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What is Acetonide Cream?

Hives may occur as a result of a severe allergic reaction to acetonide cream.
Acetonide cream is a topical cream for the skin.
A severe allergic reaction to acetonide cream can include shortness of breath.
Acetonide cream may be used to treat rashes.
In some cases, prescription-strength acetonide may be given to treat more severe skin irritations.
Patients taking other medications should speak with a pharmacist before using acetonide or other topical creams.
Acne-like skin irritation is a possible side effect of acetonide cream.
Acetonide cream can help treat some types of fungal infections.
Article Details
  • Written By: Erin J. Hill
  • Edited By: Bronwyn Harris
  • Last Modified Date: 29 July 2015
  • Copyright Protected:
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    Conjecture Corporation
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Acetonide cream is a form of topical ointment comprised of corticosteroids, which are generally synthetic in nature. Primary uses include treatment for various skin conditions, such as rashes and some fungal infections. Benefits come as a result of the treatment’s anti-inflammatory properties which act to soothe and heal skin with certain conditions.

Before acetonide cream is used, patients are advised to seek a doctor’s guidance. A proper diagnosis of any skin conditions should be made before treatment methods are tried. This helps to eliminate patients diagnosing themselves and treating an illness or condition with the wrong drug. In some cases, a serious condition could cause skin irritation, so a speedy diagnosis and treatment are essential. If a condition is found that can be easily treated with over the counter acetonide cream, a patient can then proceed.

In some cases, prescription strength acetonide cream may be given for more severe skin irritation. Most times, acetonide is recommended for the treatment of cutaneous candidiasis and other irritations and has been found to be more effective than similar medications in both mild and severe cases. This is especially true when the condition is treated early.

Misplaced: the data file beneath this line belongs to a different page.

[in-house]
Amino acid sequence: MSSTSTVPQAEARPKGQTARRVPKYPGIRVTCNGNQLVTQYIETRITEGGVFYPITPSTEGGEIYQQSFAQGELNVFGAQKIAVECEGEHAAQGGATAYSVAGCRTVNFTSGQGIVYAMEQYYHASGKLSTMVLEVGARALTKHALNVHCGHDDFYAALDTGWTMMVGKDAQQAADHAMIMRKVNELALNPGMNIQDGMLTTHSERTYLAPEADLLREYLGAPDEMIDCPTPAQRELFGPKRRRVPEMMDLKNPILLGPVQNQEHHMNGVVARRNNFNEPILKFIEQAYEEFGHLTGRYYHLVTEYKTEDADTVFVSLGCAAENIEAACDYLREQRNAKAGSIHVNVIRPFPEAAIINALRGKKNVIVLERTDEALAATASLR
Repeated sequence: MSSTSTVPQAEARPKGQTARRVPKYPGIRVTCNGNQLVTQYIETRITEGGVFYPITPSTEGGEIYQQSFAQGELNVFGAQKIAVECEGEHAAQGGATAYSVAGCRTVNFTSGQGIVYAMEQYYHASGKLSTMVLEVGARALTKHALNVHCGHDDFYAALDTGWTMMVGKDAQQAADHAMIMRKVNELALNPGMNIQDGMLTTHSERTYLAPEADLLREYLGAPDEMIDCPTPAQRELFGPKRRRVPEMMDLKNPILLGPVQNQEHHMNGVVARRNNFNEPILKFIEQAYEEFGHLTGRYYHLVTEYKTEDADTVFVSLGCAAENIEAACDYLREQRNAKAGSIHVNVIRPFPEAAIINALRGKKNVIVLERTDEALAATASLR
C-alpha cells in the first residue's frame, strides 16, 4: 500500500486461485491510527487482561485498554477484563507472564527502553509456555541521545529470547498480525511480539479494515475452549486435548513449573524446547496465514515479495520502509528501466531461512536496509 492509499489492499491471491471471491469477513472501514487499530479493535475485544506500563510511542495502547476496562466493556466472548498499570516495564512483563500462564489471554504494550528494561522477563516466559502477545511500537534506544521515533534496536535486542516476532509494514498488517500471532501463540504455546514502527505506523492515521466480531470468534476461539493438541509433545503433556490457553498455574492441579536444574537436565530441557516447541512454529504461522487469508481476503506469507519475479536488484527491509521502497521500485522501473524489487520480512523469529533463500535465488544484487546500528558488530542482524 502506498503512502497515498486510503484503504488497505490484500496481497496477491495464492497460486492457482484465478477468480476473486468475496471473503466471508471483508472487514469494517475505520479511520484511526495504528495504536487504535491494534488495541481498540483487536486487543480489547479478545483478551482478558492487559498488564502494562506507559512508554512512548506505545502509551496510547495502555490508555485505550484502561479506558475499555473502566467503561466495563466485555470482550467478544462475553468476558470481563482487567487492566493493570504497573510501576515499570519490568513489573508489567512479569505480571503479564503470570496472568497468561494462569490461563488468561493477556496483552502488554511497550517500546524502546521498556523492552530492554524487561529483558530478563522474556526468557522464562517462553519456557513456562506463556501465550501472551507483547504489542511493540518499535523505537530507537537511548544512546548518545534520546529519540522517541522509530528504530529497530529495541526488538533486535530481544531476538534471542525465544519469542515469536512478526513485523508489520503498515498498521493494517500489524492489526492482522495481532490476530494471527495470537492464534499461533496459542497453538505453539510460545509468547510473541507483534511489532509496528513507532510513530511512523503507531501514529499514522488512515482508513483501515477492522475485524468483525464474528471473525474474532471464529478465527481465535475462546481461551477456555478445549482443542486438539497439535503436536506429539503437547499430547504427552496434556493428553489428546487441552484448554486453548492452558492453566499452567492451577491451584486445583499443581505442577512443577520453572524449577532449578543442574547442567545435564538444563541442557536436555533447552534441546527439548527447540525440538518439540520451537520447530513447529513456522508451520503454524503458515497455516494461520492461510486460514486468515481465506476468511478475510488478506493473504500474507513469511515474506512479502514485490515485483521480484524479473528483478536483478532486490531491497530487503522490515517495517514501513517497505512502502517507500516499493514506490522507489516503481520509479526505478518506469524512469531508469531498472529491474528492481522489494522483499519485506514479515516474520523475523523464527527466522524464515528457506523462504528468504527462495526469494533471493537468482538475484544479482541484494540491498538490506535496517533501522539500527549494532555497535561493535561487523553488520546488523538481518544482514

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Side effects of acetonide cream are rare but may include skin irritation such as burning or itching, dryness, acne-like eruptions, skin atrophy, allergic reaction, redness, secondary infection, and folliculitis. These are generally rare, and in most cases acetonide and other corticosteroid-based creams are well-tolerated by people within all age groups and skin types. This is true even with prolonged or frequent usage.

Those who have had previous side effects, especially severe allergic reactions, may have a sensitivity to acetonide cream and should be given alternate treatment option. Mild reactions that do not pose any life-threatening risks may be managed if the patient will only need to use acetonide for a very limited period of time and if other treatment options are ineffective or unavailable. Signs of a severe allergic reaction, though rare, include shortness of breath, hives, dizziness, vomiting, and shock.

There are several name brand and generic versions of acetonide cream and similar products sold over the counter in most pharmacies. Patients who are currently using any other prescription or over the counter drug should consult a pharmacist before using topical creams. To avoid a severe skin or allergic reaction, patients should use a small portion of the cream on an area of skin not currently showing symptoms of a skin condition. Signs of a reaction may include irritation and eruptions, along with the severe symptoms mentioned above. Immediate medical care is needed in the case of a severe reaction.

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